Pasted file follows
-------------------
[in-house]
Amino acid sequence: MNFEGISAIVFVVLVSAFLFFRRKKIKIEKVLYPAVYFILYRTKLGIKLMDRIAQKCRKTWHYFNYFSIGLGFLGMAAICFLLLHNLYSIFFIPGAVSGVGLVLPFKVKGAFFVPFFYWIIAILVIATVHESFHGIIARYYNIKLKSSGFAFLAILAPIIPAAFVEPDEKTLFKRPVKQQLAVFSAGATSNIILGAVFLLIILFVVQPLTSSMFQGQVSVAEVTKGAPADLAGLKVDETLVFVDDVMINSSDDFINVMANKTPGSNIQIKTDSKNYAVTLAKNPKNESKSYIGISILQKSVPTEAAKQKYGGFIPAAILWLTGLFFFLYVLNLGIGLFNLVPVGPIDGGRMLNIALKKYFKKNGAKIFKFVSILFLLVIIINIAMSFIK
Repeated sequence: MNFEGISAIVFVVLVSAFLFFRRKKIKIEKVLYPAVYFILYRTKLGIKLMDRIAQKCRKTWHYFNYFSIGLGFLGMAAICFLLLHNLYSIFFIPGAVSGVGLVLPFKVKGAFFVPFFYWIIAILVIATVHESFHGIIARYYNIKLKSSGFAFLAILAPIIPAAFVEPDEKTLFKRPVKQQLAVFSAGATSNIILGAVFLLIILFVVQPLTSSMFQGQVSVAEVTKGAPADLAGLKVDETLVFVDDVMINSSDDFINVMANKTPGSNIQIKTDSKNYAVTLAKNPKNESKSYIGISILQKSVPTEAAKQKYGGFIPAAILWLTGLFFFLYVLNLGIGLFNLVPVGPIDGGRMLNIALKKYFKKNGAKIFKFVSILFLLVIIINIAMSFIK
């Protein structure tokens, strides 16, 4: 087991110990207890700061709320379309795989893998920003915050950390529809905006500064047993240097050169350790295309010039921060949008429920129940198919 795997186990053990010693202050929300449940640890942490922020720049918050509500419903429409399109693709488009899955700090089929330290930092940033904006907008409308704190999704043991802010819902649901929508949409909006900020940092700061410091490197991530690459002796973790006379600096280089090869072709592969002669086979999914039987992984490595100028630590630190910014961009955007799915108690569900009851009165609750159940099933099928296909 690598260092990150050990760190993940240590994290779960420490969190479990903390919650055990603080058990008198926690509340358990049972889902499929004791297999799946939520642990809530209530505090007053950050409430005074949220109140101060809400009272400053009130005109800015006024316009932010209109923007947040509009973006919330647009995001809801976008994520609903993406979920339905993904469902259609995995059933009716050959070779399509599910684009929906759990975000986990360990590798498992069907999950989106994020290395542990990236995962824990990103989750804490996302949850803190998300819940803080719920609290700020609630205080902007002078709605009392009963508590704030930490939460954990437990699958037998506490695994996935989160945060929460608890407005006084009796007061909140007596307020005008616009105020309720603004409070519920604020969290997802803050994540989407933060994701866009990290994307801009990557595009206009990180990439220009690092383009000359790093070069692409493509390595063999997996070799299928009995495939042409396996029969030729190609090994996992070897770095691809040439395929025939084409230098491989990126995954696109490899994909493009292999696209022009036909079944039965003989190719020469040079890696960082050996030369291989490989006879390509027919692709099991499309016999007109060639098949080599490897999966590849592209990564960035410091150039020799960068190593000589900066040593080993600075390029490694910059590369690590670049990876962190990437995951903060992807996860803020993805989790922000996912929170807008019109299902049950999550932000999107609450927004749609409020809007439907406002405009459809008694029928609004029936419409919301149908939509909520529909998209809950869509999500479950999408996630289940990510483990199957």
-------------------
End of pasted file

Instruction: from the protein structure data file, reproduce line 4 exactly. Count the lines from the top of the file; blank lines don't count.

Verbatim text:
């Protein structure tokens, strides 16, 4: 087991110990207890700061709320379309795989893998920003915050950390529809905006500064047993240097050169350790295309010039921060949008429920129940198919 795997186990053990010693202050929300449940640890942490922020720049918050509500419903429409399109693709488009899955700090089929330290930092940033904006907008409308704190999704043991802010819902649901929508949409909006900020940092700061410091490197991530690459002796973790006379600096280089090869072709592969002669086979999914039987992984490595100028630590630190910014961009955007799915108690569900009851009165609750159940099933099928296909 690598260092990150050990760190993940240590994290779960420490969190479990903390919650055990603080058990008198926690509340358990049972889902499929004791297999799946939520642990809530209530505090007053950050409430005074949220109140101060809400009272400053009130005109800015006024316009932010209109923007947040509009973006919330647009995001809801976008994520609903993406979920339905993904469902259609995995059933009716050959070779399509599910684009929906759990975000986990360990590798498992069907999950989106994020290395542990990236995962824990990103989750804490996302949850803190998300819940803080719920609290700020609630205080902007002078709605009392009963508590704030930490939460954990437990699958037998506490695994996935989160945060929460608890407005006084009796007061909140007596307020005008616009105020309720603004409070519920604020969290997802803050994540989407933060994701866009990290994307801009990557595009206009990180990439220009690092383009000359790093070069692409493509390595063999997996070799299928009995495939042409396996029969030729190609090994996992070897770095691809040439395929025939084409230098491989990126995954696109490899994909493009292999696209022009036909079944039965003989190719020469040079890696960082050996030369291989490989006879390509027919692709099991499309016999007109060639098949080599490897999966590849592209990564960035410091150039020799960068190593000589900066040593080993600075390029490694910059590369690590670049990876962190990437995951903060992807996860803020993805989790922000996912929170807008019109299902049950999550932000999107609450927004749609409020809007439907406002405009459809008694029928609004029936419409919301149908939509909520529909998209809950869509999500479950999408996630289940990510483990199957």